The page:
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Re: An urge for CSP META tag in 1.0

From: Adam Barth <w3c@adambarth.com>
Date: Tue, 1 May 2012 16:08:26 -0700
Message-ID: <CAJE5ia97rWMhTk1xk2mzEVNo6Y-G2rczpiWxyR68EZ1eWJ4zSA@mail.gmail.com>
To: "Hill, Brad" <bhill@paypal-inc.com>
Cc: Daniel Veditz <dveditz@mozilla.com>, John Wilander <john.wilander@owasp.org>, "public-webappsec@w3.org" <public-webappsec@w3.org>
On Tue, May 1, 2012 at 2:36 PM, Hill, Brad <bhill@paypal-inc.com> wrote:
> I understand the concern in concept, but I'm less clear how it could actually result in an elevation of privilege.
> For that to happen:
> * There must be an injection vulnerability present that allows a META tag to be injected
>        > But not other exploitable script content
> * There must be security features in the page that depend on the execution of script in an non-adversarial manner
>        > Framebusting, but any CSP capable browser is also going to support [X-]Frame-Options
> * There must not be other ways to disable that script that equally impact the security of the application
>        > NoScript is always a risk for that, though arguably one users impose on themselves
>        > the IFRAME sandbox also offers the ability to disable script
> I think the principle that new security features must not make existing applications insecure is important, but if the edge cases are unlikely enough, the security cost of excluding large classes of potential customers from being able to use CSP may be much larger.
> Can we come up with a concrete example of a CSP injection creating a security risk?

The report-uri directive could potentially be used to snoop on the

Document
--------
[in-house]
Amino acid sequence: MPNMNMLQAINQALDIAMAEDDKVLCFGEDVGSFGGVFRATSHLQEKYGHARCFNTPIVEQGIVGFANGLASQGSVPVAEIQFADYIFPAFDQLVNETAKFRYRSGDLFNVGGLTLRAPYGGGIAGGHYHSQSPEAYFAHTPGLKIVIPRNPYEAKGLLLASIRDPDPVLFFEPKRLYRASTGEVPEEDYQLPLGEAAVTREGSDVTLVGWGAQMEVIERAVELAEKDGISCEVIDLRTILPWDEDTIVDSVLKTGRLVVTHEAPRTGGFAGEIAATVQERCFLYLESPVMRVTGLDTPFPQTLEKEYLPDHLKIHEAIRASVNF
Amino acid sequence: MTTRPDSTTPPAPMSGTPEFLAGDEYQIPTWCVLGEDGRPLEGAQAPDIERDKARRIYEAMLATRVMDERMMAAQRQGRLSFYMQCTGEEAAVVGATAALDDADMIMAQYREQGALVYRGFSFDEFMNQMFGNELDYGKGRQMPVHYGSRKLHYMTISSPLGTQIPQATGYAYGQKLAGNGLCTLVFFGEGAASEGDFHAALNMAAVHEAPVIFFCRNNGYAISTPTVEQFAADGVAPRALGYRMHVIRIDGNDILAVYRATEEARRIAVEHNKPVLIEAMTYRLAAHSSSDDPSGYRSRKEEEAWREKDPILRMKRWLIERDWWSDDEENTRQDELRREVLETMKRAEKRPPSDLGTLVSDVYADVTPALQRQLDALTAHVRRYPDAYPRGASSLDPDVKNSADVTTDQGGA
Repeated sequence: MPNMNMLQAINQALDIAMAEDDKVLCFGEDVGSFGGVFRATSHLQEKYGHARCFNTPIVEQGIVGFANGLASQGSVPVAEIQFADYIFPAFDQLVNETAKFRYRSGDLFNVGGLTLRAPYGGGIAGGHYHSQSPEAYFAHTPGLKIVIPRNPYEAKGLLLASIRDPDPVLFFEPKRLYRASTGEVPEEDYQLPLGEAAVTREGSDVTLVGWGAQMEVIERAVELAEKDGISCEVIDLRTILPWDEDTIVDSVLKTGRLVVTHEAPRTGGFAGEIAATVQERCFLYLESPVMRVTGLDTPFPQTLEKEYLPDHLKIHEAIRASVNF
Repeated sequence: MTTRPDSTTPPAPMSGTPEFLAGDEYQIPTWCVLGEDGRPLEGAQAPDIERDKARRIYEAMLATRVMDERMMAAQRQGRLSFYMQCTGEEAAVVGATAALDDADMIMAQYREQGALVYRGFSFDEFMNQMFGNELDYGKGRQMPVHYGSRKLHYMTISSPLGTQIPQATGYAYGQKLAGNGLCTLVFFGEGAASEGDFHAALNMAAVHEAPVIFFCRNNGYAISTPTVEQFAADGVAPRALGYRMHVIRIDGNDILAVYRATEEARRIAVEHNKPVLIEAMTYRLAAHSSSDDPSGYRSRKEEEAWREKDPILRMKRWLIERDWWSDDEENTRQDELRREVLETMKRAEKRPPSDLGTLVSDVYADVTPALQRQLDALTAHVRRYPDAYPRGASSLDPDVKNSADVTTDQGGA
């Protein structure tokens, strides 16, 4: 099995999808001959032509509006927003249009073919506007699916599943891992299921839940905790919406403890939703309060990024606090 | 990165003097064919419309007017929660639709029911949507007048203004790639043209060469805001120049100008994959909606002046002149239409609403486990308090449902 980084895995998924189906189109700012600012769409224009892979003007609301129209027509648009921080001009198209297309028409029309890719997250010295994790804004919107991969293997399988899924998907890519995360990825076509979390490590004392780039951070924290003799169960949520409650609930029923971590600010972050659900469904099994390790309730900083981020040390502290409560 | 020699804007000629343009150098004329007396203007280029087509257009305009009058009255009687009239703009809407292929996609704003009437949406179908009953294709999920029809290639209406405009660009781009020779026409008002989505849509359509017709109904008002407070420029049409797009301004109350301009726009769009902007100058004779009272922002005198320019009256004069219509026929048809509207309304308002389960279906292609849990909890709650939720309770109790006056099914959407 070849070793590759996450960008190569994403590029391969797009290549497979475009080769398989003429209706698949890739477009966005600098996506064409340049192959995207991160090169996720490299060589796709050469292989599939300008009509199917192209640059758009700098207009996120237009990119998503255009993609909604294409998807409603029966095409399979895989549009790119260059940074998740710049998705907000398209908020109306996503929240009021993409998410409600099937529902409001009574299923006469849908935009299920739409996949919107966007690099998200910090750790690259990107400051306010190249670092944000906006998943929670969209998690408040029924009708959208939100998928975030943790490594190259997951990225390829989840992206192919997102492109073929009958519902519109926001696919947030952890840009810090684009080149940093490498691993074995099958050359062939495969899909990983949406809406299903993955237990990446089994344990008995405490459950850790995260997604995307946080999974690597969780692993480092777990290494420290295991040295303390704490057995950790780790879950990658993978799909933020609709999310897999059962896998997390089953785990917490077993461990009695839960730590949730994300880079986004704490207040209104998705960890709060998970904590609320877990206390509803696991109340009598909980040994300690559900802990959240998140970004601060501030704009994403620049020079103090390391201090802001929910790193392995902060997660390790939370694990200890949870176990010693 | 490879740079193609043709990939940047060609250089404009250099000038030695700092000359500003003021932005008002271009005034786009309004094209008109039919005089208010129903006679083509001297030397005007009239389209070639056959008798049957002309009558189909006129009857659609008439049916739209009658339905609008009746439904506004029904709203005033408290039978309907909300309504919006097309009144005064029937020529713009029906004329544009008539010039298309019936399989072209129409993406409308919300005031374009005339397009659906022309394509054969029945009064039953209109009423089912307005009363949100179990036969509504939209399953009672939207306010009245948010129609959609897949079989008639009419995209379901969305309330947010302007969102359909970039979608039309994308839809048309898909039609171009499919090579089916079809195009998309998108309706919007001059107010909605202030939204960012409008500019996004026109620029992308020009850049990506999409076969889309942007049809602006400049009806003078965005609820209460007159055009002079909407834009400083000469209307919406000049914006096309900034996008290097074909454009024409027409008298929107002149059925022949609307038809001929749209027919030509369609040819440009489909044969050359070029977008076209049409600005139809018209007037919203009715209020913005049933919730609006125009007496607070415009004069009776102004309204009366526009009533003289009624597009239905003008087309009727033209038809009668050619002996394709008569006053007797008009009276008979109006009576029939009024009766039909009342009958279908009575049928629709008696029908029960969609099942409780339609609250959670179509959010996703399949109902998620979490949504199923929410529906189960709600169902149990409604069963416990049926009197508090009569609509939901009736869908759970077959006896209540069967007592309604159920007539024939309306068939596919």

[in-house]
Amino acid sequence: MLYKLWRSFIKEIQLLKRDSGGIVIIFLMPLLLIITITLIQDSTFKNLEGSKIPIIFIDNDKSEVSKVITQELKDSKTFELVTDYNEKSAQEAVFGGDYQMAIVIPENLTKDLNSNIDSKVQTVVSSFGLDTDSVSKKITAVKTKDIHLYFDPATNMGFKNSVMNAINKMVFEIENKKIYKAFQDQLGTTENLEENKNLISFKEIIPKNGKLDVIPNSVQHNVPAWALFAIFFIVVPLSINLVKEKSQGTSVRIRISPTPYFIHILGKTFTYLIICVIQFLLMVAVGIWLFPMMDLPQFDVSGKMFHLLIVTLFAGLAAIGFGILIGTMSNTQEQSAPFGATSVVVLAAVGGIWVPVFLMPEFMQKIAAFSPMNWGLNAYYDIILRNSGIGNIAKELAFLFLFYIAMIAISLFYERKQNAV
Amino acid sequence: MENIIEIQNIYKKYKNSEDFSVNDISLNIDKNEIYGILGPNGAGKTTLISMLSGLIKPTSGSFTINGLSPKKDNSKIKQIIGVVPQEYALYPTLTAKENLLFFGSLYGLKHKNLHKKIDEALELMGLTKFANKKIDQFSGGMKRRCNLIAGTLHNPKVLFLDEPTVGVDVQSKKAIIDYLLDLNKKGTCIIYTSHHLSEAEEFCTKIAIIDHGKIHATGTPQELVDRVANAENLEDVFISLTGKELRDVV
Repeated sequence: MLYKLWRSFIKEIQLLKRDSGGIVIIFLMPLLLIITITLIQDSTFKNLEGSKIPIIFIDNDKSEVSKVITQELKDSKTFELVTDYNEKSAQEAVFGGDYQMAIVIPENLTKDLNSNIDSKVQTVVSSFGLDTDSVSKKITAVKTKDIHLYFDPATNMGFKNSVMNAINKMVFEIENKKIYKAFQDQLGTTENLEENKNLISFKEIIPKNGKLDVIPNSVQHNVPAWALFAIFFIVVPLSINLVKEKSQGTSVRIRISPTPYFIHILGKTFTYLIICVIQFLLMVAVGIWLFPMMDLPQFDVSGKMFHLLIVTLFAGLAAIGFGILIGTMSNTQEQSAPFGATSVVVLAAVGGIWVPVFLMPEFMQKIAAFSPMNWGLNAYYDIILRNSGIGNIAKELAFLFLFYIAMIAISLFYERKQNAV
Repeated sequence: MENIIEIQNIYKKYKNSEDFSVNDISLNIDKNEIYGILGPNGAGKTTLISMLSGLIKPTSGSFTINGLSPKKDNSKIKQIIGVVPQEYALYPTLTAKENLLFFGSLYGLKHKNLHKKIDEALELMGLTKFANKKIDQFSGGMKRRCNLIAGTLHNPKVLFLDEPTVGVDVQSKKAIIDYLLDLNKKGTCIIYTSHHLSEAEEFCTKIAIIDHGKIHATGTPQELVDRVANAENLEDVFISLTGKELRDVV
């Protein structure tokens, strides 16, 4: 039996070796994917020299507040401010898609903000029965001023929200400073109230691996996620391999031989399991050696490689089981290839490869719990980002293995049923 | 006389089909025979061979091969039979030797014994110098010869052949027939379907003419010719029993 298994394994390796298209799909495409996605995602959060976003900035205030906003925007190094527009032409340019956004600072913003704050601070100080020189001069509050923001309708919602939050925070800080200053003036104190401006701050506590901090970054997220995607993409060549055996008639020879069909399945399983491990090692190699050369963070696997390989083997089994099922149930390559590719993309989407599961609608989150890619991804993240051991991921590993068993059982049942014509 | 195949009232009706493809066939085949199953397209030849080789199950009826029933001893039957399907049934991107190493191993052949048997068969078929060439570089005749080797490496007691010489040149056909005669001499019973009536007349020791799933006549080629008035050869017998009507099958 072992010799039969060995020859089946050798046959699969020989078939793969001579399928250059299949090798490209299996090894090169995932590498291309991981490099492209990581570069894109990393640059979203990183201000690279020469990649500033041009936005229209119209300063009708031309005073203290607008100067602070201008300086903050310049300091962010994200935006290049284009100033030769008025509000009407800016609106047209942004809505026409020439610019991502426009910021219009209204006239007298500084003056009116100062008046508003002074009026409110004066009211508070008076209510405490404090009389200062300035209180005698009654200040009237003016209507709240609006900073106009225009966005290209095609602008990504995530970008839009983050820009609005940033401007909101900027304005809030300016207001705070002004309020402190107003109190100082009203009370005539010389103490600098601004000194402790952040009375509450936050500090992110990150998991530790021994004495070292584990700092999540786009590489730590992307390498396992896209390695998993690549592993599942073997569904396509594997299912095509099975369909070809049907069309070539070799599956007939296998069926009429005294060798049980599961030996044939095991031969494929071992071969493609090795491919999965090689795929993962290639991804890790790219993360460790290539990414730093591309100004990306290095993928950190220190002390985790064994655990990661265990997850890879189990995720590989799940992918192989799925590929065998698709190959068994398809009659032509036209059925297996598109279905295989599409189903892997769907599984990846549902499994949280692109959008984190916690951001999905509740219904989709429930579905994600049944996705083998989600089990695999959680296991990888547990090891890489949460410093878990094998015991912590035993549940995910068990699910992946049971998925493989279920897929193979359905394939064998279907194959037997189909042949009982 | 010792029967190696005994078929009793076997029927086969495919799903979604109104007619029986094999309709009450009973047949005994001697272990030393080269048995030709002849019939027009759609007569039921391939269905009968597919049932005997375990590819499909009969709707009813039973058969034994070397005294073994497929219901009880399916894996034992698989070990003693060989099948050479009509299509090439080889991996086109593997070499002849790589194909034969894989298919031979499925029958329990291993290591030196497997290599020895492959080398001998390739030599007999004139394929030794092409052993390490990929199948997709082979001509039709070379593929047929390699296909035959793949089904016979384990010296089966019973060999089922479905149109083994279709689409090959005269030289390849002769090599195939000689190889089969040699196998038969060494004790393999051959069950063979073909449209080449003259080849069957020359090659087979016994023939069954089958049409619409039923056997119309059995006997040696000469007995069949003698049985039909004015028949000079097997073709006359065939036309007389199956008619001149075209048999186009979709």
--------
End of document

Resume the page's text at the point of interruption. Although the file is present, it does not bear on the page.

behavior of the page.

Maybe a <meta> tag isn't the best API?  Another option is a JavaScript
API akin to

document.enforceSecurityPolicy("default-src 'self' ");

That's less likely to be injectable (or at least is only injectable in
cases where you're already in trouble).


>> -----Original Message-----
>> From: Daniel Veditz [mailto:dveditz@mozilla.com]
>> Sent: Tuesday, May 01, 2012 11:45 AM
>> To: John Wilander
>> Cc: public-webappsec@w3.org
>> Subject: Re: An urge for CSP META tag in 1.0
>> On 4/27/12 2:18 AM, John Wilander wrote:
>> > Here are my arguments for bringing support for CSP in meta tags back
>> > into 1.0:
>> >
>> >  1. *Ease of adoption over "perfect" security*.
>> For the developers who want to use CSP meta tag support is a win: it allows
>> CSP use in many more situations such as those you presented in your points
>> 2-4. Combining a content-injection protection policy in the content it's trying
>> to protect carries risk that the policy might be subverted, but I get your
>> argument that it's better than "perfect but not deployed".
>> My main concern is that supporting the meta tag turns CSP into a weapon
>> that can be used against sites who know nothing about CSP and are not
>> trying to protect against it. They may have simple filters trying to block
>> <script> tags and on* event handlers, and get broadsided by a <meta> tag
>> that selectively turns off some of the scripts that are essential to the page --
>> think of some of the attacks on the early versions of IE XSS protection.
>> We should not be adding a "security" feature that makes existing pages less
>> secure if they have not opted into it.
>> -Dan Veditz
Received on Tuesday, 1 May 2012 23:09:28 UTC

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